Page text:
Duplo toilet and how it won me a fantastic friend

I just returned from a trip to Sydney. Was fantastic – but more about that later. One of the highlights was meeting the wonderful @mamabook. I have known her for a while now, but we have only just met. This story is brought to you by the magic of Twitter.

Duplo toilet and basin

One day, in September, I retrieved the ‘saved’ Duplo from the shed. This mixed origin Duplo had passed through the hands of several children, I had no idea how much or what there was. It had been in the shed for at least seven years. It was, to say the least, a little dusty. Not wanting to actually hand scrub each primary coloured piece, I googled washing  Duplo in the washing machine. Yes, really.  And guess what? Other mothers had been there before me. There were instructions! I put all the Duplo into a pillow case, tied a knot in it and stuffed it into the washing machine. So far, so good. All was fine. It was clanking around but getting clean. But then it escaped! It crashed noisily around in the washing machine for what felt like hours.

Duplo in the washing machine

When the Duplo washing finished, I found the Duplo toilet and hand basin! Amazing! Who knew there even was such a thing as a Duplo toilet! I was rather excited, so I tweeted about it. What I didn’t know was that the tweet – “I found a Duplo Toilet” – would start a beautiful friendship. “Where?” asked @mamabook. “In the shed!” I replied – as if everyone would keep seven year old Lego in their shed. We had an instant connection @mamabook and I. She gave sage and wise advice. As a mother of four children she was practised at maximising her downtime and doing things for herself in any spare minute she could manage. She told me to read the paper and drink coffee while the child sleeps and not to do the housework. I was, and still am, very bad at this. I am, however, getting better, thanks to @mamabook’s excellent example. She jealously guards her free time, to keep herself sane, so she can, in turn, be a better mother. Her lovely children are a testament to her success as a mother.


We conversed about many many topics, children, politics, books, the world and everything in it. We cracked each other up. This was a danger to her for a while, as her avatar was an egg. Many many egg jokes. We saw each others’ ups and downs through the little window on the world that is Twitter. I had started my blog but was only really just getting going. Then @mamabook started hers, 4 Kids, a dog and a blog and the excitement of posting and receiving replies was a shared joy. We furiously promoted each other’s writing. We talked and talked and talked.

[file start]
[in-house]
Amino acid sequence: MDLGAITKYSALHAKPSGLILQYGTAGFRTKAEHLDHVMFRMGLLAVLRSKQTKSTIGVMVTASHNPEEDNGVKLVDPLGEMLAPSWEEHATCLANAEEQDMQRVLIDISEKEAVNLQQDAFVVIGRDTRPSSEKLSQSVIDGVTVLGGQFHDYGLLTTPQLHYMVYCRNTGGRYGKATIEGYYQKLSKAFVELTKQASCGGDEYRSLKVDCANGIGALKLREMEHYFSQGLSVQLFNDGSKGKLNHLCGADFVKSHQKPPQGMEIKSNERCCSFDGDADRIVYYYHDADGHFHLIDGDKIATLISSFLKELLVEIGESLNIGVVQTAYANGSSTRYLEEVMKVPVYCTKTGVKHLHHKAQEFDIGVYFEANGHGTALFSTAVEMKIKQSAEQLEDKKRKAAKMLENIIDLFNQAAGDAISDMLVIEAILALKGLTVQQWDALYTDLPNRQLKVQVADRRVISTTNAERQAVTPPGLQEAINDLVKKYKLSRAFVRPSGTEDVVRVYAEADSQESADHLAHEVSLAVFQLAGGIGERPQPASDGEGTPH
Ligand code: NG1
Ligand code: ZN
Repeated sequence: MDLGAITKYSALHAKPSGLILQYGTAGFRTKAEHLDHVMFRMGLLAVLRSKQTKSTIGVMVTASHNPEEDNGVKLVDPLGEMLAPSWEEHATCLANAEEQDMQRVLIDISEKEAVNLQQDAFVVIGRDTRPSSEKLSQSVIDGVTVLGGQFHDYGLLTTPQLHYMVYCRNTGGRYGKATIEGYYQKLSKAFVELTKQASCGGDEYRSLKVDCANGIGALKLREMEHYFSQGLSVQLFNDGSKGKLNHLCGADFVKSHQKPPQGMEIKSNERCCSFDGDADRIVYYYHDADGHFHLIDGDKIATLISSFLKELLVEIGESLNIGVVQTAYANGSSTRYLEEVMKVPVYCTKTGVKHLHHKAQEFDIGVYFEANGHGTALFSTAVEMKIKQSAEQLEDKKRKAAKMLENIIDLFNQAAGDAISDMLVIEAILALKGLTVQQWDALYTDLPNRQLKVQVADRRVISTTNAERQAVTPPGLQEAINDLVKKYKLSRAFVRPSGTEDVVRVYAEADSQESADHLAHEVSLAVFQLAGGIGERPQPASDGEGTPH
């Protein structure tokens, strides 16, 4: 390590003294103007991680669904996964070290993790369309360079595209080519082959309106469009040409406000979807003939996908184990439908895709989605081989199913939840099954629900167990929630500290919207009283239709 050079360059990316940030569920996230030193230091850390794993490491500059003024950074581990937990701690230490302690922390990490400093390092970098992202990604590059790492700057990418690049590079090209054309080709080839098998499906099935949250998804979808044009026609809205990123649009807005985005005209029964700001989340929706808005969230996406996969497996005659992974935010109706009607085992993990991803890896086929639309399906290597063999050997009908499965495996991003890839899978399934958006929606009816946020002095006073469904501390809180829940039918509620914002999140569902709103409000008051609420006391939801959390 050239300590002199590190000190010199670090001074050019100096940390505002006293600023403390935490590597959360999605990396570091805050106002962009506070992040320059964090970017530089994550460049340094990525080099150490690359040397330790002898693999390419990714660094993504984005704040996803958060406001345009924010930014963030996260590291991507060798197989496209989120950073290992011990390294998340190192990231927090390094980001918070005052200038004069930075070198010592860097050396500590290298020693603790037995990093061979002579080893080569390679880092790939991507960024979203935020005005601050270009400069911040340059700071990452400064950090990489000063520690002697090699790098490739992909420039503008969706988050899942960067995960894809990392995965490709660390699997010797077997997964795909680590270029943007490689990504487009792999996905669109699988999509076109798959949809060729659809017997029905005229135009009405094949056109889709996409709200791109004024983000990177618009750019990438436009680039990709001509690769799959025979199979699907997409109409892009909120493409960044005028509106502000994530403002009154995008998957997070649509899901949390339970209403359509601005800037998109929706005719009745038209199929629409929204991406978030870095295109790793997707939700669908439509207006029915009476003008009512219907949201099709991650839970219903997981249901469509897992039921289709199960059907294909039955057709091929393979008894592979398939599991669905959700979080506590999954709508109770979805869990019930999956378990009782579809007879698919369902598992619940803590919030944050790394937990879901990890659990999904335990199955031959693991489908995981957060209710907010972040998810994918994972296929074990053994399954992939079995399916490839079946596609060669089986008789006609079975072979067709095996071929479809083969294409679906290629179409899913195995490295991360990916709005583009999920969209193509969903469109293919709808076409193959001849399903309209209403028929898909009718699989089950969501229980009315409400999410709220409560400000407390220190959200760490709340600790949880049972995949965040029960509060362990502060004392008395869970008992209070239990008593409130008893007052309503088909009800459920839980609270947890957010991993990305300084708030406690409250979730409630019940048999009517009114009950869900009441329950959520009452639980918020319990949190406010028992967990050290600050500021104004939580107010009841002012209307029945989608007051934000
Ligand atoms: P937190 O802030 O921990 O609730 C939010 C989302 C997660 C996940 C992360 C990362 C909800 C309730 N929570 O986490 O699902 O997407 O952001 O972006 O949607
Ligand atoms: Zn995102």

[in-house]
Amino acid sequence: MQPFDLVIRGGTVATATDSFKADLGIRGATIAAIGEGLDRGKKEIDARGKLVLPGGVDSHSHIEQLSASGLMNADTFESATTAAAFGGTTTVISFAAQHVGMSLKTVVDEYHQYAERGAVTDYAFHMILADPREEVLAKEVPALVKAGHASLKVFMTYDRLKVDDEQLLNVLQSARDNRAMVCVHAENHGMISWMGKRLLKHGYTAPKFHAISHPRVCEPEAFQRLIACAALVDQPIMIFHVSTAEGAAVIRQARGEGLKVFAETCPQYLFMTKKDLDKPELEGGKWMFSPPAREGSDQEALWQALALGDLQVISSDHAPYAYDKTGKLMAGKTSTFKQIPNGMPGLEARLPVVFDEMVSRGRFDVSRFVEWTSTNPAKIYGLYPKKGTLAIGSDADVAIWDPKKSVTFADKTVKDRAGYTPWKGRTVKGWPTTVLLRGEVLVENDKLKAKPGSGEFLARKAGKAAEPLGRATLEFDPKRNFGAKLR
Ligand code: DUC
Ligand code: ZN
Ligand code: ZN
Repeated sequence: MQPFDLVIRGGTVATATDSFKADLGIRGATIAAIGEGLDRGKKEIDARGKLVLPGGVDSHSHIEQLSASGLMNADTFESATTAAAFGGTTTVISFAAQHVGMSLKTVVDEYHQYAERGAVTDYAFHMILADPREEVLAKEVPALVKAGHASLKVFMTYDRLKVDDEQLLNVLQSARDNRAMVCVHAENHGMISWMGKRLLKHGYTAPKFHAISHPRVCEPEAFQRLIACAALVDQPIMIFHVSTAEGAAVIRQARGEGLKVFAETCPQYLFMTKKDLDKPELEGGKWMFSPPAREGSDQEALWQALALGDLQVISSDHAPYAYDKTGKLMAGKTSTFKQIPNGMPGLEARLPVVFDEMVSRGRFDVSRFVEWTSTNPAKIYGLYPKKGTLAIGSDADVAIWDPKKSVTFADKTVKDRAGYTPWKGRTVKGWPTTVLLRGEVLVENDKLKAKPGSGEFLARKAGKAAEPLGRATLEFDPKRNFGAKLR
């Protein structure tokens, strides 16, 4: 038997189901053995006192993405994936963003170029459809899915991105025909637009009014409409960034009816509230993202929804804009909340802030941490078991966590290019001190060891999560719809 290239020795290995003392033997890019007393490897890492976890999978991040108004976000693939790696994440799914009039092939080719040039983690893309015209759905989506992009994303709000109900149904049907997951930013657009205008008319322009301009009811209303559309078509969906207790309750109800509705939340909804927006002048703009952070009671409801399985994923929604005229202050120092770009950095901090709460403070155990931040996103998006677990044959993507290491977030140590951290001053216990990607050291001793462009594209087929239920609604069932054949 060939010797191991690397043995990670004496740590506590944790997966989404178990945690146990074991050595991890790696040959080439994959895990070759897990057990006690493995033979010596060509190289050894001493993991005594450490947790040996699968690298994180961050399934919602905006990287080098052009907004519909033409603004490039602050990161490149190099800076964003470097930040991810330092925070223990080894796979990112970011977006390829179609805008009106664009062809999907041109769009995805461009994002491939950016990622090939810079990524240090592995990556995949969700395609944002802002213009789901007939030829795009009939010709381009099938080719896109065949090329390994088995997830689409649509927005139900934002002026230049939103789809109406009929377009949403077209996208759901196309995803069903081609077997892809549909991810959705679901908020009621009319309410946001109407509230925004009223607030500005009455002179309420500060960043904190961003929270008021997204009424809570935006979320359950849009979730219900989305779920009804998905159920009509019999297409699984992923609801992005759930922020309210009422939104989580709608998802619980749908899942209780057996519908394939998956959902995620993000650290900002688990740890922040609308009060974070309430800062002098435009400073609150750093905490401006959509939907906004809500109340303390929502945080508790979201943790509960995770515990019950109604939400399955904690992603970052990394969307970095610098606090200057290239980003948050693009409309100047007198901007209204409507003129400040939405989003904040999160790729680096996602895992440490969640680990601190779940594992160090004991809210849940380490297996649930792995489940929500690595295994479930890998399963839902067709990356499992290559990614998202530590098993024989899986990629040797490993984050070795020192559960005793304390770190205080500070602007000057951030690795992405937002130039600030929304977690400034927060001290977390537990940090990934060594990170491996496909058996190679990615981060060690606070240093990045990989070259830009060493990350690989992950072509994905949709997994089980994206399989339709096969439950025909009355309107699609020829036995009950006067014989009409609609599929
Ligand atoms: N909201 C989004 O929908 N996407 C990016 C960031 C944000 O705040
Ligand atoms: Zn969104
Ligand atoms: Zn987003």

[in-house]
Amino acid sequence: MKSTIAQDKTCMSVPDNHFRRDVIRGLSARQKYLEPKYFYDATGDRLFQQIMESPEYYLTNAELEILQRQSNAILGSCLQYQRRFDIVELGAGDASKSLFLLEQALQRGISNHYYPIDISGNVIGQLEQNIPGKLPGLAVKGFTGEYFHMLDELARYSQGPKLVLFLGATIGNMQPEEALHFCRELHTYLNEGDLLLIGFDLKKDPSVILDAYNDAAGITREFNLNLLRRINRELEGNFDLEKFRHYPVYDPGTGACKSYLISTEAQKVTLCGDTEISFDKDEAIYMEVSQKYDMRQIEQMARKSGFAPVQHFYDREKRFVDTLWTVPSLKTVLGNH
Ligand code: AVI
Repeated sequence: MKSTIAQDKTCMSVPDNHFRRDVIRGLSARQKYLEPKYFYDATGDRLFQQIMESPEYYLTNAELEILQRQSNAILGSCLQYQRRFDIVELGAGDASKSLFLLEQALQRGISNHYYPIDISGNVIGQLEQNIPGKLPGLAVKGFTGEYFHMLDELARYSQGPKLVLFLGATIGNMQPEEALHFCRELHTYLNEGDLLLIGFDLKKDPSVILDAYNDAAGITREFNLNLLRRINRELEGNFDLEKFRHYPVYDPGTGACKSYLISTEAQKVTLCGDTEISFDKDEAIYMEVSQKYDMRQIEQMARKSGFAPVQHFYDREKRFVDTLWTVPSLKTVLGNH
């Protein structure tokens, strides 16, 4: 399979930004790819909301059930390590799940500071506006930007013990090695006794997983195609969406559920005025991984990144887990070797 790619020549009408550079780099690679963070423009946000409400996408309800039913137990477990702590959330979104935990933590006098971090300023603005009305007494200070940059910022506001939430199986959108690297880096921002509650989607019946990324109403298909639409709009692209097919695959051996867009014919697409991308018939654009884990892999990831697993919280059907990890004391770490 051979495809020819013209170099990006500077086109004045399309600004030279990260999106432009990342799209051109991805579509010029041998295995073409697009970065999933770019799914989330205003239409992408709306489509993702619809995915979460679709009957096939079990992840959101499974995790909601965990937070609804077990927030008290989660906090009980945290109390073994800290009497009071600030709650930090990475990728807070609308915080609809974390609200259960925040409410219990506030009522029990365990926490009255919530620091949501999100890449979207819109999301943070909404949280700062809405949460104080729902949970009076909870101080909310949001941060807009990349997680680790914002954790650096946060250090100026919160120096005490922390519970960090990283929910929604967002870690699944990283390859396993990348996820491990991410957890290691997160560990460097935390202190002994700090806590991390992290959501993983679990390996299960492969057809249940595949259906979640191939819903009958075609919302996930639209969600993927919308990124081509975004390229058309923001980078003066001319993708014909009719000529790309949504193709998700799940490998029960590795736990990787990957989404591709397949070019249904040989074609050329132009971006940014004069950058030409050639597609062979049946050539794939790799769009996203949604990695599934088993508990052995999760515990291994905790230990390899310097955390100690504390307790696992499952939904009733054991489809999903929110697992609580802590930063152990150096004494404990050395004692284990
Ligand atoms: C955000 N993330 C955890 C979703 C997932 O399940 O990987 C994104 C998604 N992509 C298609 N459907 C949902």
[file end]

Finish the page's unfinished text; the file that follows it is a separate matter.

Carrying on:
As our  holiday to the Cook Islands neared, I discovered that we were staying the night with friends before our flight, extremely close to where @mamabook actually lived! She invited me to pop-in. At this stage we were pressed for time and trying to travel with an almost one year old, but I promised to catch up when we came back to Sydney.

We arranged before our recent trip to Sydney, to meet up IRL – to actually meet, in real life! #brazilliant, as we say on Twitter. We met up at the Powerhouse Museum with our children in tow; six of them in total. The age range was from one to thirteen. We were both a bit concerned about the big gaps but the children were all completely fine and had a great time – particularly while they all stuffed themselves with *cough* chips and homemade chocolate muffins.

Muffins by @mamabook

 Michelle, for that really is her name, in real life, Robert and I, talked and talked while directing kids around the place. Later on, when Robert confessed to The Talking Boy that neither of us had met Michelle before, he was flabbergasted. He was amazed we hadn’t actually ever met.

We had, of course, because we had ‘talked’ everyday. We have shared joyful moments, triumphs, stupidity, silliness and dreams of true idle parenting (the kind where the parent really is idle – not just pretending they are!) We knew and liked each other a great deal before we actually met, thanks to the magic of Twitter.

Next time you step on a piece of Lego, or buy one for a child who has everything, consider this; sometimes a Duplo toilet can be the start of a beautiful friendship.